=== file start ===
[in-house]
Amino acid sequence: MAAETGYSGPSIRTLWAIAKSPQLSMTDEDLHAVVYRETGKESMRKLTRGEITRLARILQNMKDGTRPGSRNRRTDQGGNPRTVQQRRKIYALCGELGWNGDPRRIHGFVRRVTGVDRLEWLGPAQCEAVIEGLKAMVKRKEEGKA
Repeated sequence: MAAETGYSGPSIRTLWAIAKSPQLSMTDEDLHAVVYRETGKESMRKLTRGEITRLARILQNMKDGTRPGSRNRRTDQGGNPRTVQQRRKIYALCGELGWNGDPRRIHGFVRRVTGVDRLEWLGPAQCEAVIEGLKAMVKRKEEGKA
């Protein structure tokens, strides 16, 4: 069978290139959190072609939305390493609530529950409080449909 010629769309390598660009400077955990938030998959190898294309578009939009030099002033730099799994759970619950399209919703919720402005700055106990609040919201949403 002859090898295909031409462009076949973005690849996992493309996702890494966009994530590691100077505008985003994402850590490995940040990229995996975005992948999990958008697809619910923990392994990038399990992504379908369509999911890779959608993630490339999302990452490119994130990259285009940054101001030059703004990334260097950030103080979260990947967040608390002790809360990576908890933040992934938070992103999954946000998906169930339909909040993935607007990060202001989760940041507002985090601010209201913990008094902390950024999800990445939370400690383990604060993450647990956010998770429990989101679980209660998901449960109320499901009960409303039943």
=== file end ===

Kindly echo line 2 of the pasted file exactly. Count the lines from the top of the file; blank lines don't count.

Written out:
Amino acid sequence: MAAETGYSGPSIRTLWAIAKSPQLSMTDEDLHAVVYRETGKESMRKLTRGEITRLARILQNMKDGTRPGSRNRRTDQGGNPRTVQQRRKIYALCGELGWNGDPRRIHGFVRRVTGVDRLEWLGPAQCEAVIEGLKAMVKRKEEGKA